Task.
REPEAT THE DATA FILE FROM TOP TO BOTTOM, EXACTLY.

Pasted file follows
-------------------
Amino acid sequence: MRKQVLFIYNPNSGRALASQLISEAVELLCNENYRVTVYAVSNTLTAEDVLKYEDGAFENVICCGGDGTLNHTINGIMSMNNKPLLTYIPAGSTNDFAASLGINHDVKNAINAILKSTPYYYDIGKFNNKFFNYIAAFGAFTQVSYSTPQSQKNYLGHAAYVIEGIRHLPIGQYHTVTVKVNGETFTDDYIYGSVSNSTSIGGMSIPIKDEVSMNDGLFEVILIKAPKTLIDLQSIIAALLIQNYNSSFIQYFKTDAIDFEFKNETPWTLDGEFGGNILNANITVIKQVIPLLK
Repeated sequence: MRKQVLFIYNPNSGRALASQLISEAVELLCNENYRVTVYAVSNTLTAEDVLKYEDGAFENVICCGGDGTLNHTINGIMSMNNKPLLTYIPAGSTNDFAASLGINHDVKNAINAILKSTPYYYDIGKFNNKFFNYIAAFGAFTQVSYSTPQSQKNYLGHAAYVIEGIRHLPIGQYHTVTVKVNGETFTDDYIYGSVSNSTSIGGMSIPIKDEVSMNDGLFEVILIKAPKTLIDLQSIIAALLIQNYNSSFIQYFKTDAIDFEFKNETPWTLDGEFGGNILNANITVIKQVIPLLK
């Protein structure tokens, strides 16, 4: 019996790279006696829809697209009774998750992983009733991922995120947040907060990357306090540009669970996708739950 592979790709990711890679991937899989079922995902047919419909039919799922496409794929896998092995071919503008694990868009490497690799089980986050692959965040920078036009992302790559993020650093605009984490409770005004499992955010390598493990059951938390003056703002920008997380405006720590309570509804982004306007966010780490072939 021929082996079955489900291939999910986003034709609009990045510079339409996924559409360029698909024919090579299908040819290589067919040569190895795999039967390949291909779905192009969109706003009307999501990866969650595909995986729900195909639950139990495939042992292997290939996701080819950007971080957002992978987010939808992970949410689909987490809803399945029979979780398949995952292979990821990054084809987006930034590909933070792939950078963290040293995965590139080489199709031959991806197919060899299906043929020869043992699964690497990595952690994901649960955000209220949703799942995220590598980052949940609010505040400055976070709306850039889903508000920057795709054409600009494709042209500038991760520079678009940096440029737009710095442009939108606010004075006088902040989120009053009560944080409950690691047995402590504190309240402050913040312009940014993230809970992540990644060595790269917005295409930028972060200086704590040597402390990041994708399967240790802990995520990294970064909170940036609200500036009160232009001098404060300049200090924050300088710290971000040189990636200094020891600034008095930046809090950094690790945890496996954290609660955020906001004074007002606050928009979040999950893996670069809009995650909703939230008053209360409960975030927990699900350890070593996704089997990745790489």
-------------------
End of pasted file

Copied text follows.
Amino acid sequence: MRKQVLFIYNPNSGRALASQLISEAVELLCNENYRVTVYAVSNTLTAEDVLKYEDGAFENVICCGGDGTLNHTINGIMSMNNKPLLTYIPAGSTNDFAASLGINHDVKNAINAILKSTPYYYDIGKFNNKFFNYIAAFGAFTQVSYSTPQSQKNYLGHAAYVIEGIRHLPIGQYHTVTVKVNGETFTDDYIYGSVSNSTSIGGMSIPIKDEVSMNDGLFEVILIKAPKTLIDLQSIIAALLIQNYNSSFIQYFKTDAIDFEFKNETPWTLDGEFGGNILNANITVIKQVIPLLK
Repeated sequence: MRKQVLFIYNPNSGRALASQLISEAVELLCNENYRVTVYAVSNTLTAEDVLKYEDGAFENVICCGGDGTLNHTINGIMSMNNKPLLTYIPAGSTNDFAASLGINHDVKNAINAILKSTPYYYDIGKFNNKFFNYIAAFGAFTQVSYSTPQSQKNYLGHAAYVIEGIRHLPIGQYHTVTVKVNGETFTDDYIYGSVSNSTSIGGMSIPIKDEVSMNDGLFEVILIKAPKTLIDLQSIIAALLIQNYNSSFIQYFKTDAIDFEFKNETPWTLDGEFGGNILNANITVIKQVIPLLK
């Protein structure tokens, strides 16, 4: 019996790279006696829809697209009774998750992983009733991922995120947040907060990357306090540009669970996708739950 592979790709990711890679991937899989079922995902047919419909039919799922496409794929896998092995071919503008694990868009490497690799089980986050692959965040920078036009992302790559993020650093605009984490409770005004499992955010390598493990059951938390003056703002920008997380405006720590309570509804982004306007966010780490072939 021929082996079955489900291939999910986003034709609009990045510079339409996924559409360029698909024919090579299908040819290589067919040569190895795999039967390949291909779905192009969109706003009307999501990866969650595909995986729900195909639950139990495939042992292997290939996701080819950007971080957002992978987010939808992970949410689909987490809803399945029979979780398949995952292979990821990054084809987006930034590909933070792939950078963290040293995965590139080489199709031959991806197919060899299906043929020869043992699964690497990595952690994901649960955000209220949703799942995220590598980052949940609010505040400055976070709306850039889903508000920057795709054409600009494709042209500038991760520079678009940096440029737009710095442009939108606010004075006088902040989120009053009560944080409950690691047995402590504190309240402050913040312009940014993230809970992540990644060595790269917005295409930028972060200086704590040597402390990041994708399967240790802990995520990294970064909170940036609200500036009160232009001098404060300049200090924050300088710290971000040189990636200094020891600034008095930046809090950094690790945890496996954290609660955020906001004074007002606050928009979040999950893996670069809009995650909703939230008053209360409960975030927990699900350890070593996704089997990745790489």